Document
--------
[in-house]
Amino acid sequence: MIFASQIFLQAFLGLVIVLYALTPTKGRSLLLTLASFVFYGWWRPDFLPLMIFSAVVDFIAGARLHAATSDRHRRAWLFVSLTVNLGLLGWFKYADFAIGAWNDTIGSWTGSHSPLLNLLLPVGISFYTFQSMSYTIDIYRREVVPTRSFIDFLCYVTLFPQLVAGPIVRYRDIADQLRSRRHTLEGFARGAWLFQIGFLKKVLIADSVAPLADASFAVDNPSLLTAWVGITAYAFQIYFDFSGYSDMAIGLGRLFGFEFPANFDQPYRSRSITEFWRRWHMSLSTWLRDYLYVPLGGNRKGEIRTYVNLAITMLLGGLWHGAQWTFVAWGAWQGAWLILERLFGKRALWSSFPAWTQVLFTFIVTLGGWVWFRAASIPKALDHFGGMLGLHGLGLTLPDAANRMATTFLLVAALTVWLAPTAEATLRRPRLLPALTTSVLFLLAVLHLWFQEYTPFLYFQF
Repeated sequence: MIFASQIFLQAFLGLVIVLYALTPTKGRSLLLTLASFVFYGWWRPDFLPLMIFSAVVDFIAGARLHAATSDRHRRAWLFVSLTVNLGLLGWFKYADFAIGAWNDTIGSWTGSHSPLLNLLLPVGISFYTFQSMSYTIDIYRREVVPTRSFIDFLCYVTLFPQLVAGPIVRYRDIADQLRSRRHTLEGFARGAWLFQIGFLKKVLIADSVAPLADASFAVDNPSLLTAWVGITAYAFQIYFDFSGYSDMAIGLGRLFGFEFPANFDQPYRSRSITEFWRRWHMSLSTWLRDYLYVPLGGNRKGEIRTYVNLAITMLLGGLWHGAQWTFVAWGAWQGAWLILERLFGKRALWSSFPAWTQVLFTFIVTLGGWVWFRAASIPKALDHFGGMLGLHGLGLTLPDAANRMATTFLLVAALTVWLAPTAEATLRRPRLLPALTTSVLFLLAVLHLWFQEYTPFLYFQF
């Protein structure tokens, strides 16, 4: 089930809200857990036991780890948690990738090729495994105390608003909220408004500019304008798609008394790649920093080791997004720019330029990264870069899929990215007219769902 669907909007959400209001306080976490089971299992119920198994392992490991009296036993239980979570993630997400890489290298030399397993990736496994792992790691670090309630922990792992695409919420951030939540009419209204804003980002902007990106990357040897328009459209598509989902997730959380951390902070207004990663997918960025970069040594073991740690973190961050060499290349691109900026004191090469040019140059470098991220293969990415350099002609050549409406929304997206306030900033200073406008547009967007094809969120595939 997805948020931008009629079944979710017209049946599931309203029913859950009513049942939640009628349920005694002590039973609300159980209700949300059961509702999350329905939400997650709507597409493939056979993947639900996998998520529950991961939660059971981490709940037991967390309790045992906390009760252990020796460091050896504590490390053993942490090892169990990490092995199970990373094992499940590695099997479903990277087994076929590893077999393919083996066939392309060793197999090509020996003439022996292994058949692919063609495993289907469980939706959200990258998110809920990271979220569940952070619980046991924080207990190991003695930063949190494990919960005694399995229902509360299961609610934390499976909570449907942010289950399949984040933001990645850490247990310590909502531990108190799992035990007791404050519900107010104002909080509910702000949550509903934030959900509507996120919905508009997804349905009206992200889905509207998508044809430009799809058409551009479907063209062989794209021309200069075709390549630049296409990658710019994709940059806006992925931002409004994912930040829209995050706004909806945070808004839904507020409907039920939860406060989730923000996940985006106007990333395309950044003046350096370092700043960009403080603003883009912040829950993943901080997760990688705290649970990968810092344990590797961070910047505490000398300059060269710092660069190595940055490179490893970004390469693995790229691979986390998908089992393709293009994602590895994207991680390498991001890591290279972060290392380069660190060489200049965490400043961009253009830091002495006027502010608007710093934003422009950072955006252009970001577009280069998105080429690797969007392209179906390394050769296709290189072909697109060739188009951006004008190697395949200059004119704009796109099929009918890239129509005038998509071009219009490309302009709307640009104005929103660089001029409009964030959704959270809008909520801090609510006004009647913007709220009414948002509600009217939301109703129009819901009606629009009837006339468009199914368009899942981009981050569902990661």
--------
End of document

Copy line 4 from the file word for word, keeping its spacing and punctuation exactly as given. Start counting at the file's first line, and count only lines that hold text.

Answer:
């Protein structure tokens, strides 16, 4: 089930809200857990036991780890948690990738090729495994105390608003909220408004500019304008798609008394790649920093080791997004720019330029990264870069899929990215007219769902 669907909007959400209001306080976490089971299992119920198994392992490991009296036993239980979570993630997400890489290298030399397993990736496994792992790691670090309630922990792992695409919420951030939540009419209204804003980002902007990106990357040897328009459209598509989902997730959380951390902070207004990663997918960025970069040594073991740690973190961050060499290349691109900026004191090469040019140059470098991220293969990415350099002609050549409406929304997206306030900033200073406008547009967007094809969120595939 997805948020931008009629079944979710017209049946599931309203029913859950009513049942939640009628349920005694002590039973609300159980209700949300059961509702999350329905939400997650709507597409493939056979993947639900996998998520529950991961939660059971981490709940037991967390309790045992906390009760252990020796460091050896504590490390053993942490090892169990990490092995199970990373094992499940590695099997479903990277087994076929590893077999393919083996066939392309060793197999090509020996003439022996292994058949692919063609495993289907469980939706959200990258998110809920990271979220569940952070619980046991924080207990190991003695930063949190494990919960005694399995229902509360299961609610934390499976909570449907942010289950399949984040933001990645850490247990310590909502531990108190799992035990007791404050519900107010104002909080509910702000949550509903934030959900509507996120919905508009997804349905009206992200889905509207998508044809430009799809058409551009479907063209062989794209021309200069075709390549630049296409990658710019994709940059806006992925931002409004994912930040829209995050706004909806945070808004839904507020409907039920939860406060989730923000996940985006106007990333395309950044003046350096370092700043960009403080603003883009912040829950993943901080997760990688705290649970990968810092344990590797961070910047505490000398300059060269710092660069190595940055490179490893970004390469693995790229691979986390998908089992393709293009994602590895994207991680390498991001890591290279972060290392380069660190060489200049965490400043961009253009830091002495006027502010608007710093934003422009950072955006252009970001577009280069998105080429690797969007392209179906390394050769296709290189072909697109060739188009951006004008190697395949200059004119704009796109099929009918890239129509005038998509071009219009490309302009709307640009104005929103660089001029409009964030959704959270809008909520801090609510006004009647913007709220009414948002509600009217939301109703129009819901009606629009009837006339468009199914368009899942981009981050569902990661």